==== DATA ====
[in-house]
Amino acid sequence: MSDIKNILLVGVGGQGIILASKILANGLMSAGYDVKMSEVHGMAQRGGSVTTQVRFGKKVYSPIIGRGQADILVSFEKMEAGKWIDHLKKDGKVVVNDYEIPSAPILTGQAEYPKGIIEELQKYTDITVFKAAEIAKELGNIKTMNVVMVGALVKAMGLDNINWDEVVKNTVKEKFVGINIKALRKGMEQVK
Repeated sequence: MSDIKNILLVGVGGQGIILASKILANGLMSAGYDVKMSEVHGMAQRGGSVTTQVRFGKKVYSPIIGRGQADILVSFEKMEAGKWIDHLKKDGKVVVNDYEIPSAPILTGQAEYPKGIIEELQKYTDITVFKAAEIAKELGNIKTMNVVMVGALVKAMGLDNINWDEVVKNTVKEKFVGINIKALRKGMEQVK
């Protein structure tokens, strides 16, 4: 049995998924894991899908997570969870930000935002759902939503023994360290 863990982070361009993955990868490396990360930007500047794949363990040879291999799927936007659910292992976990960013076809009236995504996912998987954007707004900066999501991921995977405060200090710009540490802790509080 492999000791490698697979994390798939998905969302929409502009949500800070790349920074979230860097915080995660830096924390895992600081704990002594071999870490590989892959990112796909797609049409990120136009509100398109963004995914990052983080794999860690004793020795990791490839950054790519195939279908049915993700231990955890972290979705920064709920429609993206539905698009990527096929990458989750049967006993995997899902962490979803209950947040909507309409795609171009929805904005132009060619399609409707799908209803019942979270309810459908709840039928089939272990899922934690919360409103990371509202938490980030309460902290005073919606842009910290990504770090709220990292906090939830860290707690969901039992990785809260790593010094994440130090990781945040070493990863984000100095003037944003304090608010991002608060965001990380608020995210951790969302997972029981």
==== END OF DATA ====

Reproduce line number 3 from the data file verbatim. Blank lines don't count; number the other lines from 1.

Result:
Repeated sequence: MSDIKNILLVGVGGQGIILASKILANGLMSAGYDVKMSEVHGMAQRGGSVTTQVRFGKKVYSPIIGRGQADILVSFEKMEAGKWIDHLKKDGKVVVNDYEIPSAPILTGQAEYPKGIIEELQKYTDITVFKAAEIAKELGNIKTMNVVMVGALVKAMGLDNINWDEVVKNTVKEKFVGINIKALRKGMEQVK